During Second World War

Thanks to Jim Porter and the Fleetwood Maritime Heritage Trust.

Picture reproduced under IWM Non-Commercial Licence.

Official No:  143932    Port Number and Year:  701st in London, 1920 (LO452)

                                                                                    2nd in Boston, 1922 (BN166)

                                                                                      -    in Ostend, 1923 (O.88)

                                                                                   56th in Hull, 1933 (H530)

                                                                                     3rd in Milford, 1936

                                                                                       -   in Aberdeen, 1947 (A492)

Description: Castle Class steel side trawler; steam screw, coal burning. Ketch rigged: mizzen sail

Crew:  10 men (1933).

Registered: 21 Jul 1936

Built: 1917 by Cook, Welton & Gemmell, Beverley as WILLIAM BROWIS.  (Yard no. 377)

Tonnage: 290.14 grt  118.7 net.

Length / breadth / depth (feet): 125.5 / 23.5 / 12.7

Engine: T 3-Cyl.  86 rhp; 10 kts.  Engine and boiler by Amos & Smith, Hull.




24 Aug 1920:  The Admiralty, London.

Managing owner: The Secretary, Admiralty, Whitehall, London SW1


16 Mar 1922: Boston Deep Sea Fishing & Ice Co., Boston, Lincs.

Manager: Fred Parkes, Wyberton, Boston.



As JOHN O.88

1923: Pecheries a Vapeur Soc. Anon., Avenue du Vindictive 5, Ostend.

[Information kindly supplied by Gino Provost, Belgium.]



25 Nov 1933: Hellyer Bros., St. Andrew's Dock, Hull.

Managers: Frank O. Hellyer & Owen S. Hellyer.


21 Jul 1936: James Carpenter Ward, Docks, Milford.  (64/64)

Manager: Harry Eastoe Rees, 'Mirador', The Rath, Milford.

6 Aug 1936: As MILFORD QUEEN M225.


8 Aug 1936: Milford Steam Trawlers, Docks, Milford.

Manager: Harry Eastoe Rees, 'Mirador', The Rath, Milford. (8 Aug 1936)

                James Carpenter Ward, 'Thornton House', Thornton, Milford. (9 Sep 1938)


29 Dec 1947: Joseph Craig, Craig Stores, (Milburn Fishing), Aberdeen.

Managing owner.

1948: As MILBURN A492.


Landed at Milford: As SPANIARD: 25 Jun - 30 Jul 1936.

As MILFORD QUEEN: 3 Aug 1936 - 29 Aug 1939; 12 Nov 1946 - 18 Nov 1947.

Skippers: Cecil Coombs (1936); Jimmy Jobson (1946/47).


William Browis, age 20, born North Shields; Landsman, HMS VICTORY, Trafalgar.

Gonerby is the name of a moor in Lincolnshire, and Great Gonerby is a village near Grantham.

1917: Built as WILLIAM BROWIS for Admiralty service as a minesweeper, no. 3582.

1922: Sold to mercantile; renamed GONERBY.

19 Jun 1936: Hull registry closed.

31 Aug 1939: Requisitioned for war service as MILFORD QUEEN and converted to a minesweeper.

18 May 1940: Took part in Operations Quentin / Quidnunc / Quixote on 18/19 May; cutting the telephone cables between Germany and the UK in the North Sea, with the MILFORD PRINCESS and JAMES LAY.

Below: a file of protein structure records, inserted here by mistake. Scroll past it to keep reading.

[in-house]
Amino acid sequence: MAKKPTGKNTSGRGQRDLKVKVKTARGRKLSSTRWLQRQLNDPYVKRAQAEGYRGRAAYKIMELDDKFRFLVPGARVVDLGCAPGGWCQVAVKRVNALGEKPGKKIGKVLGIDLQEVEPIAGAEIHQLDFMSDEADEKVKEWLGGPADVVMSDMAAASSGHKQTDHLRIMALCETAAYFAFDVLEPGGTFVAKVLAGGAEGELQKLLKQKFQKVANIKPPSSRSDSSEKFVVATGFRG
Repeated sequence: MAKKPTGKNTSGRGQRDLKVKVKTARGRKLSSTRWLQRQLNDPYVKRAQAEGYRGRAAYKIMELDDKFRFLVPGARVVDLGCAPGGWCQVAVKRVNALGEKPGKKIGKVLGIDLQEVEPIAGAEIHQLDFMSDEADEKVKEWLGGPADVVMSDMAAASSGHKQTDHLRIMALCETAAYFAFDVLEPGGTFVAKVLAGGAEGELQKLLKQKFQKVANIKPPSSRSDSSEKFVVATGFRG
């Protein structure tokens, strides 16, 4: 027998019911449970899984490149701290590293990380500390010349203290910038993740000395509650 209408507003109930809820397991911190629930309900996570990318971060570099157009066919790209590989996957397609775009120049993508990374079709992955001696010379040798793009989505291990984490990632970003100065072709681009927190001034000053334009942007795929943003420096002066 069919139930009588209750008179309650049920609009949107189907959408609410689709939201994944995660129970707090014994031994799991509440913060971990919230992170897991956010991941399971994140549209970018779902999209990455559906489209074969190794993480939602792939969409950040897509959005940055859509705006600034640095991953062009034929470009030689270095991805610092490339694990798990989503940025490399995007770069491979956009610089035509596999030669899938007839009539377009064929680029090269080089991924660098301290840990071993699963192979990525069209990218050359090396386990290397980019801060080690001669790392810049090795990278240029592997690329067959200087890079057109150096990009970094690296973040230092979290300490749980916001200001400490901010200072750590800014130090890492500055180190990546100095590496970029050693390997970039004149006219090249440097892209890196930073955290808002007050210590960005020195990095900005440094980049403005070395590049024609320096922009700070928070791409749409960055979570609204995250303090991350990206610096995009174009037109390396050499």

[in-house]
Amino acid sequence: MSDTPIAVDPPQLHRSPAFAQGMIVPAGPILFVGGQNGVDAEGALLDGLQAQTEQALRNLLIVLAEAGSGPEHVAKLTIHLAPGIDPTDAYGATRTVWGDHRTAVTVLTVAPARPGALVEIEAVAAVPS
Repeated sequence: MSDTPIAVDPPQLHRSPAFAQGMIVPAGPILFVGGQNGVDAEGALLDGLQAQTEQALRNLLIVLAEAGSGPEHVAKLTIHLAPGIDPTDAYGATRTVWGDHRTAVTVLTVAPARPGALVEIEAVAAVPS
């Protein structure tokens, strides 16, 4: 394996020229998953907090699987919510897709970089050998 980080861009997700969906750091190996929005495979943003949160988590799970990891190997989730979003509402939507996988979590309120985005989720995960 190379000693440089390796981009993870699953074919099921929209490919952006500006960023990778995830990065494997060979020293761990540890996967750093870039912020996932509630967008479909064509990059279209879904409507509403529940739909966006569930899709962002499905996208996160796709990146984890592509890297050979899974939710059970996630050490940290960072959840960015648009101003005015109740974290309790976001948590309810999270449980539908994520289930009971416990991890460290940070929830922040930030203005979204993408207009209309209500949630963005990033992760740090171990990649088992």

Dec 1945: Returned to owners.

1960: Sold for scrap and allocated to James A. White & Co. Ltd.
16 Apr 1960: Arrived St. Davids on the Forth, for breaking up.

[ Information from ]

Cert. Cancelled & Registry Closed: 29 Dec 1947.  Vessel broken up

 Accidents and Incidents

From an unknown local newspaper of the week beginning 5th July 1936:


    The steam trawlers Malvolio, Bengali and Spaniard, recently purchased at Hull for the new company, the Milford Haven Steam Trawling Company Limited, arrived on Thursday evening.  Friday was taken up with minor adjustments and equipping the vessels with fishing gear, coaling, ice andprovisions.  On Saturday morning's tide all three trawlers put to sea for their first trips from the port.  The skippers in charge of them were Messrs. Charles Silcock, Albert Woods and Cecil Coombs.

    During their stay in dock the ships were much admired, and they are in excellent condition.  Their arrival, it goes without saying, has brought new hope to the industry.  They are to be renamed and the new names will be decided upon shortly



The Times, Saturday, Mar 15, 1941; pg. 2:



engine set on fire

The following Admiralty communiqué was issued yesterday: -

    A Dornier 17 was probably destroyed on Thursday by HM Trawler Milford Queen (Temporary Skipper R. H. Soanes, D.S.C., R.N.R.)   The first shell from the Milford Queen burst close under the nose of the aircraft and threw it off its course.  The second shell burst close under the starboard engine, which caught fire.  Tracer bullets from the trawler's Lewis gun were also seen to be entering the aircraft.

    The Dornier was not seen to crash but disappeared in the haze, losing height with smoke and flames coming from its starboard engine.  A few seconds later the crew of the Milford Queen heard a loud explosion.  No damage or casualties were sustained by HM Trawler Milford Queen.


The Times, Wednesday, Apr 30, 1941; pg. 2:




    For coolness and skill when an enemy aircraft was destroyed:

    DSM.—  ..............  Seaman L. J. Fyfe, H.M.T. Milford Queen.



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